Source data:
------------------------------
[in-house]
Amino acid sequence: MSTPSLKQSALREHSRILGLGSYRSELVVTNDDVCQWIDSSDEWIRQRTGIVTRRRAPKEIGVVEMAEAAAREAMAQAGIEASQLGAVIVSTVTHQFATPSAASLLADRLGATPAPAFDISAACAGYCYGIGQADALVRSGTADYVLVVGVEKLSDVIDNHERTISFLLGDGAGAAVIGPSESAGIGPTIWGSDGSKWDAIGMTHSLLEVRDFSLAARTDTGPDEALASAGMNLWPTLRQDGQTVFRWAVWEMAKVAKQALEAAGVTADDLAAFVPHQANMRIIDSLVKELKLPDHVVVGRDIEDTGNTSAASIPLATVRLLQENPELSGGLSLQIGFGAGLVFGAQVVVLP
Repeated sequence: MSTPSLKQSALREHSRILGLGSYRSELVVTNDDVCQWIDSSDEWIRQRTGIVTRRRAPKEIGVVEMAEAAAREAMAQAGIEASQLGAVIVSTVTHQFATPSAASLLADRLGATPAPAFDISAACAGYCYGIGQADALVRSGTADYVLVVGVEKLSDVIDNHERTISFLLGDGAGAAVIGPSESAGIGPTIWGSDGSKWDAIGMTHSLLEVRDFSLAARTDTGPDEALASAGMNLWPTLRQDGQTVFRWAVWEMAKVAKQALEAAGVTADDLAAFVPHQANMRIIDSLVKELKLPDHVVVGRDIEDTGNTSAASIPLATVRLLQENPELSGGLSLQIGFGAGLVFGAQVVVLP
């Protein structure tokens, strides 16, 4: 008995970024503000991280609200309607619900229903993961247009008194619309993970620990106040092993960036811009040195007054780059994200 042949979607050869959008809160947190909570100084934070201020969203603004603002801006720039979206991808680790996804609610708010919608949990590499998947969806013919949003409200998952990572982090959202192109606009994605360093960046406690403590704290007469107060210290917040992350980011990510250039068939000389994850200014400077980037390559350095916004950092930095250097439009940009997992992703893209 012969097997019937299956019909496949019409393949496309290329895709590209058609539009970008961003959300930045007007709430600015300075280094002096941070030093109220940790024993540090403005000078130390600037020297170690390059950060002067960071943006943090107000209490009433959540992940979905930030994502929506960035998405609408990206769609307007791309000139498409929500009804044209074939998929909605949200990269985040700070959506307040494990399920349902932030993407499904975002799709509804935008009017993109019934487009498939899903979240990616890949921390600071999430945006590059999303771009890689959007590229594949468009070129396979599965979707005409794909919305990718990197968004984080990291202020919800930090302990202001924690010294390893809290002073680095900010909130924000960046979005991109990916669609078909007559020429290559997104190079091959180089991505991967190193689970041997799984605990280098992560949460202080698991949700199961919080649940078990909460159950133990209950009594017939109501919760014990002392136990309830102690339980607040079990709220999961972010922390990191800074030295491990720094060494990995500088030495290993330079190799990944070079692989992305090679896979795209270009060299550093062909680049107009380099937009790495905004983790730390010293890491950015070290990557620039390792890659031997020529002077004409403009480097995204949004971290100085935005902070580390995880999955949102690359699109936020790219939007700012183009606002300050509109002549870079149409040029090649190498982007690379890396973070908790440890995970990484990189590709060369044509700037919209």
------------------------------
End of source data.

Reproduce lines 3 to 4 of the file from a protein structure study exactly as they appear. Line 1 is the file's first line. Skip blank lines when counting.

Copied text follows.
Repeated sequence: MSTPSLKQSALREHSRILGLGSYRSELVVTNDDVCQWIDSSDEWIRQRTGIVTRRRAPKEIGVVEMAEAAAREAMAQAGIEASQLGAVIVSTVTHQFATPSAASLLADRLGATPAPAFDISAACAGYCYGIGQADALVRSGTADYVLVVGVEKLSDVIDNHERTISFLLGDGAGAAVIGPSESAGIGPTIWGSDGSKWDAIGMTHSLLEVRDFSLAARTDTGPDEALASAGMNLWPTLRQDGQTVFRWAVWEMAKVAKQALEAAGVTADDLAAFVPHQANMRIIDSLVKELKLPDHVVVGRDIEDTGNTSAASIPLATVRLLQENPELSGGLSLQIGFGAGLVFGAQVVVLP
């Protein structure tokens, strides 16, 4: 008995970024503000991280609200309607619900229903993961247009008194619309993970620990106040092993960036811009040195007054780059994200 042949979607050869959008809160947190909570100084934070201020969203603004603002801006720039979206991808680790996804609610708010919608949990590499998947969806013919949003409200998952990572982090959202192109606009994605360093960046406690403590704290007469107060210290917040992350980011990510250039068939000389994850200014400077980037390559350095916004950092930095250097439009940009997992992703893209 012969097997019937299956019909496949019409393949496309290329895709590209058609539009970008961003959300930045007007709430600015300075280094002096941070030093109220940790024993540090403005000078130390600037020297170690390059950060002067960071943006943090107000209490009433959540992940979905930030994502929506960035998405609408990206769609307007791309000139498409929500009804044209074939998929909605949200990269985040700070959506307040494990399920349902932030993407499904975002799709509804935008009017993109019934487009498939899903979240990616890949921390600071999430945006590059999303771009890689959007590229594949468009070129396979599965979707005409794909919305990718990197968004984080990291202020919800930090302990202001924690010294390893809290002073680095900010909130924000960046979005991109990916669609078909007559020429290559997104190079091959180089991505991967190193689970041997799984605990280098992560949460202080698991949700199961919080649940078990909460159950133990209950009594017939109501919760014990002392136990309830102690339980607040079990709220999961972010922390990191800074030295491990720094060494990995500088030495290993330079190799990944070079692989992305090679896979795209270009060299550093062909680049107009380099937009790495905004983790730390010293890491950015070290990557620039390792890659031997020529002077004409403009480097995204949004971290100085935005902070580390995880999955949102690359699109936020790219939007700012183009606002300050509109002549870079149409040029090649190498982007690379890396973070908790440890995970990484990189590709060369044509700037919209």